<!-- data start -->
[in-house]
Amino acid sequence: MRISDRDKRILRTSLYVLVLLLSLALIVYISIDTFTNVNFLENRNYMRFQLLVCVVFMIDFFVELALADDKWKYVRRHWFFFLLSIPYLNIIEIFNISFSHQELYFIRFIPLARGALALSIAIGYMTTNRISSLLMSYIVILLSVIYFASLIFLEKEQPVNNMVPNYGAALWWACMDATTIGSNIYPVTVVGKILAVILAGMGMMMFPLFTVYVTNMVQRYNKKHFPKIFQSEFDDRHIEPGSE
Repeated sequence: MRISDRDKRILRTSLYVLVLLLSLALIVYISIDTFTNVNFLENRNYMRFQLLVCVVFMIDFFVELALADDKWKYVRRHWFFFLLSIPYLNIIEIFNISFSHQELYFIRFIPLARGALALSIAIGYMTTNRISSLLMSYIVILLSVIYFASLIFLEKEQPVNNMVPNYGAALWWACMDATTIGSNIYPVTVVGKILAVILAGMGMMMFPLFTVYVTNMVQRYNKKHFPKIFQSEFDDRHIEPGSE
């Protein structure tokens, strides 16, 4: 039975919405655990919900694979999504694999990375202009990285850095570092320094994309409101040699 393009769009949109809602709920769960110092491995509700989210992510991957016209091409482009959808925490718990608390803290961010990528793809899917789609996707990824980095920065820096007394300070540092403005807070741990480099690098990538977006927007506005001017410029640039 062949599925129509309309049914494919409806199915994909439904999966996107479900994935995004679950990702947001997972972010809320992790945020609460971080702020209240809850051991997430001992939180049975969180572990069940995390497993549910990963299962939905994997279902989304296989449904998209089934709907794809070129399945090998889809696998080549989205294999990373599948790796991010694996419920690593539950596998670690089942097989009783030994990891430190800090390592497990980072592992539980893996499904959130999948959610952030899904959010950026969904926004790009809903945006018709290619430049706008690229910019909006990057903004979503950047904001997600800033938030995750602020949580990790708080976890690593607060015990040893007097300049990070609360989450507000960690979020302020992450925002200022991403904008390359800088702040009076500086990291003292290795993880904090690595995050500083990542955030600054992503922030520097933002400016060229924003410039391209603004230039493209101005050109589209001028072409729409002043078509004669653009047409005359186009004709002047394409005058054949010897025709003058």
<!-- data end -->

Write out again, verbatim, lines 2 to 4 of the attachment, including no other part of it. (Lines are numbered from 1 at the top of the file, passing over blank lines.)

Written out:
Amino acid sequence: MRISDRDKRILRTSLYVLVLLLSLALIVYISIDTFTNVNFLENRNYMRFQLLVCVVFMIDFFVELALADDKWKYVRRHWFFFLLSIPYLNIIEIFNISFSHQELYFIRFIPLARGALALSIAIGYMTTNRISSLLMSYIVILLSVIYFASLIFLEKEQPVNNMVPNYGAALWWACMDATTIGSNIYPVTVVGKILAVILAGMGMMMFPLFTVYVTNMVQRYNKKHFPKIFQSEFDDRHIEPGSE
Repeated sequence: MRISDRDKRILRTSLYVLVLLLSLALIVYISIDTFTNVNFLENRNYMRFQLLVCVVFMIDFFVELALADDKWKYVRRHWFFFLLSIPYLNIIEIFNISFSHQELYFIRFIPLARGALALSIAIGYMTTNRISSLLMSYIVILLSVIYFASLIFLEKEQPVNNMVPNYGAALWWACMDATTIGSNIYPVTVVGKILAVILAGMGMMMFPLFTVYVTNMVQRYNKKHFPKIFQSEFDDRHIEPGSE
């Protein structure tokens, strides 16, 4: 039975919405655990919900694979999504694999990375202009990285850095570092320094994309409101040699 393009769009949109809602709920769960110092491995509700989210992510991957016209091409482009959808925490718990608390803290961010990528793809899917789609996707990824980095920065820096007394300070540092403005807070741990480099690098990538977006927007506005001017410029640039 062949599925129509309309049914494919409806199915994909439904999966996107479900994935995004679950990702947001997972972010809320992790945020609460971080702020209240809850051991997430001992939180049975969180572990069940995390497993549910990963299962939905994997279902989304296989449904998209089934709907794809070129399945090998889809696998080549989205294999990373599948790796991010694996419920690593539950596998670690089942097989009783030994990891430190800090390592497990980072592992539980893996499904959130999948959610952030899904959010950026969904926004790009809903945006018709290619430049706008690229910019909006990057903004979503950047904001997600800033938030995750602020949580990790708080976890690593607060015990040893007097300049990070609360989450507000960690979020302020992450925002200022991403904008390359800088702040009076500086990291003292290795993880904090690595995050500083990542955030600054992503922030520097933002400016060229924003410039391209603004230039493209101005050109589209001028072409729409002043078509004669653009047409005359186009004709002047394409005058054949010897025709003058």